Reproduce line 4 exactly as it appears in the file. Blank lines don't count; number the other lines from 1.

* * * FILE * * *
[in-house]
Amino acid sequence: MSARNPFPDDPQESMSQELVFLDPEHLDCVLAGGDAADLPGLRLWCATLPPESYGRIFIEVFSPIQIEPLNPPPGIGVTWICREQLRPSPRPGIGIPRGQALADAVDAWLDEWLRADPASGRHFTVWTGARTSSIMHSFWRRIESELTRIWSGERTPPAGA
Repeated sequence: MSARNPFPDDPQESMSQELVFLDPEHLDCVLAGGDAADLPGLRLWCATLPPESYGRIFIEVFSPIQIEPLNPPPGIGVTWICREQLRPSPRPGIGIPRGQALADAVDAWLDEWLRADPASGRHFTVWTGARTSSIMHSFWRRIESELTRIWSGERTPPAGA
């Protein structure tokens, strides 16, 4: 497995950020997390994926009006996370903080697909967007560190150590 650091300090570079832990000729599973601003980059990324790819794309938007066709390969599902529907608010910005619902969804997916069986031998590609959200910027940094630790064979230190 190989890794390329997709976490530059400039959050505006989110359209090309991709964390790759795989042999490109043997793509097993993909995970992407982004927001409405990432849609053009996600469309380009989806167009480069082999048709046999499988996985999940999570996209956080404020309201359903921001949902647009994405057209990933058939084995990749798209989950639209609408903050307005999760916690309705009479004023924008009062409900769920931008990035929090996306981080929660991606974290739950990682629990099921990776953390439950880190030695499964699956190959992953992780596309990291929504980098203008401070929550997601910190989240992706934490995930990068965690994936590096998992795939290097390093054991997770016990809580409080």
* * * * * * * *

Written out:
């Protein structure tokens, strides 16, 4: 497995950020997390994926009006996370903080697909967007560190150590 650091300090570079832990000729599973601003980059990324790819794309938007066709390969599902529907608010910005619902969804997916069986031998590609959200910027940094630790064979230190 190989890794390329997709976490530059400039959050505006989110359209090309991709964390790759795989042999490109043997793509097993993909995970992407982004927001409405990432849609053009996600469309380009989806167009480069082999048709046999499988996985999940999570996209956080404020309201359903921001949902647009994405057209990933058939084995990749798209989950639209609408903050307005999760916690309705009479004023924008009062409900769920931008990035929090996306981080929660991606974290739950990682629990099921990776953390439950880190030695499964699956190959992953992780596309990291929504980098203008401070929550997601910190989240992706934490995930990068965690994936590096998992795939290097390093054991997770016990809580409080």